With chillies being one of the most popular spices around the world, no doubt you've eaten something with them in at some point, and there's a good chance you use them regularly in cooking. Even if you don't really like spicy food, there's more to their flavour than simple heat, and adding small amounts to a dish can add an entirely new element.
Unfortunately, some people are stubborn in their refusal to eat anything containing chilli, and cooking for them can be difficult when you want to spice things up a bit. A useful alternative is to find ways to put chillies on the table so people can help themselves and add as much or as little as they want to their food. Here are some simple ways to do it after you buy chillies.
Make some chilli salt
There's usually salt on the table for people to add to their food if they want, so putting some chilli into it is a natural way to offer a bit of heat.
Dried chilli flakes work best for this, and there are two ways to do it. If you get the larger salt crystals or flakes, you can grind them together with your chilli using a mortar and pestle. If you have granulated salt, just mix in some chilli and leave it to develop for a few ways.
If you want, you can add extra flavours with dried herbs and spices, creating your own custom mix and experimenting with different combinations.
Chilli salt is great for just about anything, but it works particularly well sprinkled on chips, meat and fish.
Spice up your sauces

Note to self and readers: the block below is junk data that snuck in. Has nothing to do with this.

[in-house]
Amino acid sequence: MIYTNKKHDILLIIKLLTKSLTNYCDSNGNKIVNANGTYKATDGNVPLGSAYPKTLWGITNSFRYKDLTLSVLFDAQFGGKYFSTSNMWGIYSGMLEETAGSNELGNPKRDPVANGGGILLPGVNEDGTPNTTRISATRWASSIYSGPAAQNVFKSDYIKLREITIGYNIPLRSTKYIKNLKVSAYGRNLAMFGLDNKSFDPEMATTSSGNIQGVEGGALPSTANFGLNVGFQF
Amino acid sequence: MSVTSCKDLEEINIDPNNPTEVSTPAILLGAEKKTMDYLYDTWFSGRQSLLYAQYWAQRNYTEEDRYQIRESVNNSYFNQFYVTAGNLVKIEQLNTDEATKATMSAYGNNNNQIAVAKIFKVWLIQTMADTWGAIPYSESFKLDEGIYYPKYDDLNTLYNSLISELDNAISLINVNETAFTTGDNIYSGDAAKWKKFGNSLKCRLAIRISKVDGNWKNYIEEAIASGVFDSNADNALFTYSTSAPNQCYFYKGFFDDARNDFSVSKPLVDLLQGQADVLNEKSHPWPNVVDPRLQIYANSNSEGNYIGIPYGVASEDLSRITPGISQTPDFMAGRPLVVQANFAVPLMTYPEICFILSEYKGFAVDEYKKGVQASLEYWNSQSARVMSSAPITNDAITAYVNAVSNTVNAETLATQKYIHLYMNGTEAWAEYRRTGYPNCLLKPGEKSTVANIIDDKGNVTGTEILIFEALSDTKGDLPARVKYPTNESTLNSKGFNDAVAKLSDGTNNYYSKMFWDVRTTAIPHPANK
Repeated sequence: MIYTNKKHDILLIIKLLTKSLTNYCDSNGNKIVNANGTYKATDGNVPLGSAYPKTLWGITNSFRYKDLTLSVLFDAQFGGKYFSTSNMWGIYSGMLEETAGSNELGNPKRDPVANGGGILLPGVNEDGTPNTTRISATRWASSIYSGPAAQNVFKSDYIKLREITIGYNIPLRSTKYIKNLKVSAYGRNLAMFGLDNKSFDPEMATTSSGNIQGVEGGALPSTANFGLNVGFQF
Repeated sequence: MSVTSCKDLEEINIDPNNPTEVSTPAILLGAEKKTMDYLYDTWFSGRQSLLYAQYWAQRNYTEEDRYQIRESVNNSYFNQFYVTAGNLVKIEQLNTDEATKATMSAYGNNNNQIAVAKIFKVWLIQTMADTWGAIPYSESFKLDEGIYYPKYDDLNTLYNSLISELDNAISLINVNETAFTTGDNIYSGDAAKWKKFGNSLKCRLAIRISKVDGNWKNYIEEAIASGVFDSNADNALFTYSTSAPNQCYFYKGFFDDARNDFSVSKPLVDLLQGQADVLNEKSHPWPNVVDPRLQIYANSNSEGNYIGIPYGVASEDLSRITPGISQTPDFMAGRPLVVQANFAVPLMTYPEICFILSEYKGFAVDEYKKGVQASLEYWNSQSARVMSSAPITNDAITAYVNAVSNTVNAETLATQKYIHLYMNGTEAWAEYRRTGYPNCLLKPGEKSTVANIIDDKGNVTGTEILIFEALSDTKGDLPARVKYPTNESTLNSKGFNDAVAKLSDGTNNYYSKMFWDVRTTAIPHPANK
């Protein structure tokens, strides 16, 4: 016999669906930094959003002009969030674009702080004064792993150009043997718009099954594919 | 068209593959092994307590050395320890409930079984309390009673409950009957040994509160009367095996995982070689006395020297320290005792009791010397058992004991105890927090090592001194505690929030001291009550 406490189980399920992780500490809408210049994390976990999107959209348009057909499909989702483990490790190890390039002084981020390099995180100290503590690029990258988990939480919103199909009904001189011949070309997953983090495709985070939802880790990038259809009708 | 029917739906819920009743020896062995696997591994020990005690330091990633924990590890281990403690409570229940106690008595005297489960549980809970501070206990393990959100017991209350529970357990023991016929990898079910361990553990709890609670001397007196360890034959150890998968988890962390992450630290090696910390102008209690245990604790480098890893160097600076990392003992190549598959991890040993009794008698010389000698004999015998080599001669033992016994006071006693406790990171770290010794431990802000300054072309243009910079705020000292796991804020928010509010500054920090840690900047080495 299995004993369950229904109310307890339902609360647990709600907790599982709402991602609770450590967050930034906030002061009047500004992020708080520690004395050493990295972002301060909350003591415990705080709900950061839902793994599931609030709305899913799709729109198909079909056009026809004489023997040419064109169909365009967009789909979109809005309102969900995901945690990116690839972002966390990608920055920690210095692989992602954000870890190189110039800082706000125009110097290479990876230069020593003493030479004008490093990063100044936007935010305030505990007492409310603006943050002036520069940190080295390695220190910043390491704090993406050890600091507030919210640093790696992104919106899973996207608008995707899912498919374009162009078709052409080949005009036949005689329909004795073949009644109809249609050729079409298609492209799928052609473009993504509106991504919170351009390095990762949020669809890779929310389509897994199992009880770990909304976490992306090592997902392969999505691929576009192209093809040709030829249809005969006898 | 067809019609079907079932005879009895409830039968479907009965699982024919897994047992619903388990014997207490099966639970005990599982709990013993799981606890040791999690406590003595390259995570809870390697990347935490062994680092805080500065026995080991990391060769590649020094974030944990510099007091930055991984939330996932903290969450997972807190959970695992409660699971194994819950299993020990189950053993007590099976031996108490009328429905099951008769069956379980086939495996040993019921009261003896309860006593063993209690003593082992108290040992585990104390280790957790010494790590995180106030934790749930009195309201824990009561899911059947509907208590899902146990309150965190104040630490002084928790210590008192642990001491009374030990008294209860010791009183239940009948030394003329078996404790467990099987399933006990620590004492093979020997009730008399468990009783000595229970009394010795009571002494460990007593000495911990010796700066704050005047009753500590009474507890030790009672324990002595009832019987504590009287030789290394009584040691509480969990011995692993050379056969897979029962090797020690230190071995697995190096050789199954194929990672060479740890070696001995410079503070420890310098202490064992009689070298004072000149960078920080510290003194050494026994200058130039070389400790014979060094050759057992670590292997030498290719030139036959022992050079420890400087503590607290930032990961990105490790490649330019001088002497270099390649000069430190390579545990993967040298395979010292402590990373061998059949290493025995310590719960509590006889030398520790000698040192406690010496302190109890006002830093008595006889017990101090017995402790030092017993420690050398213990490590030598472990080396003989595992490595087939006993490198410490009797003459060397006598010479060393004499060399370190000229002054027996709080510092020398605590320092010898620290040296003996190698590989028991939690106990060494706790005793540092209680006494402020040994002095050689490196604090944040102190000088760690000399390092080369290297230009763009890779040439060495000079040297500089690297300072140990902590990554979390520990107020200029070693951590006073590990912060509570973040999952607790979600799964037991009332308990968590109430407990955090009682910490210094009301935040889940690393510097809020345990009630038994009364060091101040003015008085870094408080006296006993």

Whether you make your own sauces or just buy them, mixing in some chilli is about as simple as it gets when you want table-ready spice.
Stir a teaspoon of crushed chilli into a standard bottle or jar of ketchup, mayonnaise or barbecue sauce and keep it in the fridge for a couple of days. Stir or shake it again before using it, and reduce the amount of chilli you add for a milder effect.
Create a spicy vinegar
Shop-bought hot sauce has a distinct vinegar flavour, as it's usually one of the key ingredients. You can create a similar taste by just adding fresh or dried chilli to vinegar and leaving it for a week to infuse, for a healthier, simpler option.
This is great for chips, soups, curries and stews, with the sharp vinegar and hot chilli adding extra dimensions of taste.
Add chilli to oil
Use the same method as you would with vinegar, switching it for some high-quality extra virgin olive oil.
Chilli oil is good for dipping soft bread into, and it's also delicious splashed on top of pasta dishes to give them a warmer flavour.